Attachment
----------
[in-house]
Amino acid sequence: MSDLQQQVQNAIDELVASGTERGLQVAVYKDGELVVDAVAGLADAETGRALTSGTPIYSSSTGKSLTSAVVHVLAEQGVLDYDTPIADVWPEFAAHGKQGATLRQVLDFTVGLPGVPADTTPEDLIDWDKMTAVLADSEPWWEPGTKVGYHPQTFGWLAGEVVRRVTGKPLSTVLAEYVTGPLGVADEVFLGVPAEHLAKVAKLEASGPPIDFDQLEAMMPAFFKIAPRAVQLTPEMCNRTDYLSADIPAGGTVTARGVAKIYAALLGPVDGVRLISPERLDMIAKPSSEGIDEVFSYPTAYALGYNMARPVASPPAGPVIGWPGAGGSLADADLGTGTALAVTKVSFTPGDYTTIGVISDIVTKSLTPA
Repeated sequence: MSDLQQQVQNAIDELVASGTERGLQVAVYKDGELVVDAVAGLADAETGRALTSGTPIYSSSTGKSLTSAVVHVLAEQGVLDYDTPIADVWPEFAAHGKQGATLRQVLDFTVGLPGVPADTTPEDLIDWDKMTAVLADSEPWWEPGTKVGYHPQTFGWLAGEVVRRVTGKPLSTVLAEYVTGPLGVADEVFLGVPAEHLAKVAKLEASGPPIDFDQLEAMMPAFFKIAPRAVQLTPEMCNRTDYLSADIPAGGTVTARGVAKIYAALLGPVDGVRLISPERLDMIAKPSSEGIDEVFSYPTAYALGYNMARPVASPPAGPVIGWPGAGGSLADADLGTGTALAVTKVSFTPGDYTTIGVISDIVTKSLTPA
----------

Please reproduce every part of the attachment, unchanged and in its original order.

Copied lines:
[in-house]
Amino acid sequence: MSDLQQQVQNAIDELVASGTERGLQVAVYKDGELVVDAVAGLADAETGRALTSGTPIYSSSTGKSLTSAVVHVLAEQGVLDYDTPIADVWPEFAAHGKQGATLRQVLDFTVGLPGVPADTTPEDLIDWDKMTAVLADSEPWWEPGTKVGYHPQTFGWLAGEVVRRVTGKPLSTVLAEYVTGPLGVADEVFLGVPAEHLAKVAKLEASGPPIDFDQLEAMMPAFFKIAPRAVQLTPEMCNRTDYLSADIPAGGTVTARGVAKIYAALLGPVDGVRLISPERLDMIAKPSSEGIDEVFSYPTAYALGYNMARPVASPPAGPVIGWPGAGGSLADADLGTGTALAVTKVSFTPGDYTTIGVISDIVTKSLTPA
Repeated sequence: MSDLQQQVQNAIDELVASGTERGLQVAVYKDGELVVDAVAGLADAETGRALTSGTPIYSSSTGKSLTSAVVHVLAEQGVLDYDTPIADVWPEFAAHGKQGATLRQVLDFTVGLPGVPADTTPEDLIDWDKMTAVLADSEPWWEPGTKVGYHPQTFGWLAGEVVRRVTGKPLSTVLAEYVTGPLGVADEVFLGVPAEHLAKVAKLEASGPPIDFDQLEAMMPAFFKIAPRAVQLTPEMCNRTDYLSADIPAGGTVTARGVAKIYAALLGPVDGVRLISPERLDMIAKPSSEGIDEVFSYPTAYALGYNMARPVASPPAGPVIGWPGAGGSLADADLGTGTALAVTKVSFTPGDYTTIGVISDIVTKSLTPA